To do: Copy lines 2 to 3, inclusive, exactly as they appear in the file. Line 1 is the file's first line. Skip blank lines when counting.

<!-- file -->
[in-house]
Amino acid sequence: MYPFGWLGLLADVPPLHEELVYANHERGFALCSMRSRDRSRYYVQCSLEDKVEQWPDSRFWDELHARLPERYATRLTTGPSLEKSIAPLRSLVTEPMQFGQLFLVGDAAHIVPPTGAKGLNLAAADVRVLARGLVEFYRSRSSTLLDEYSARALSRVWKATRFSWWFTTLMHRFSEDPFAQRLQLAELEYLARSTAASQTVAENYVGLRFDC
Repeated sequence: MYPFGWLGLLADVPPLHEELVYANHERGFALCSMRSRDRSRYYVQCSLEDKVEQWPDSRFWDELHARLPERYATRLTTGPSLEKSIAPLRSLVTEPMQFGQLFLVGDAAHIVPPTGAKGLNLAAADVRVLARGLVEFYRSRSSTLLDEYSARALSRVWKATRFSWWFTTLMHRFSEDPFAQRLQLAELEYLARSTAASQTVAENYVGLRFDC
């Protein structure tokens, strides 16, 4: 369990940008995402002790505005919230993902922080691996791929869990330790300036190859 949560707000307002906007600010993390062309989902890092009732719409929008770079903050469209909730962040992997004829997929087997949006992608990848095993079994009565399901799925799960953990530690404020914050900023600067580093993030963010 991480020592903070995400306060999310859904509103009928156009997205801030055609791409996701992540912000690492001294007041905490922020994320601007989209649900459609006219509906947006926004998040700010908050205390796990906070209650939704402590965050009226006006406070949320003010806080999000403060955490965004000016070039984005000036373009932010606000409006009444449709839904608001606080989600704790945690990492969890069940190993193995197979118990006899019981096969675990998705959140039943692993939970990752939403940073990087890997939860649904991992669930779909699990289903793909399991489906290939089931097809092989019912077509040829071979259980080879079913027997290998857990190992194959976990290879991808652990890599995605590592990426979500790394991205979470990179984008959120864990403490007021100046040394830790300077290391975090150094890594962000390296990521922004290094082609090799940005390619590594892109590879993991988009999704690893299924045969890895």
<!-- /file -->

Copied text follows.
Amino acid sequence: MYPFGWLGLLADVPPLHEELVYANHERGFALCSMRSRDRSRYYVQCSLEDKVEQWPDSRFWDELHARLPERYATRLTTGPSLEKSIAPLRSLVTEPMQFGQLFLVGDAAHIVPPTGAKGLNLAAADVRVLARGLVEFYRSRSSTLLDEYSARALSRVWKATRFSWWFTTLMHRFSEDPFAQRLQLAELEYLARSTAASQTVAENYVGLRFDC
Repeated sequence: MYPFGWLGLLADVPPLHEELVYANHERGFALCSMRSRDRSRYYVQCSLEDKVEQWPDSRFWDELHARLPERYATRLTTGPSLEKSIAPLRSLVTEPMQFGQLFLVGDAAHIVPPTGAKGLNLAAADVRVLARGLVEFYRSRSSTLLDEYSARALSRVWKATRFSWWFTTLMHRFSEDPFAQRLQLAELEYLARSTAASQTVAENYVGLRFDC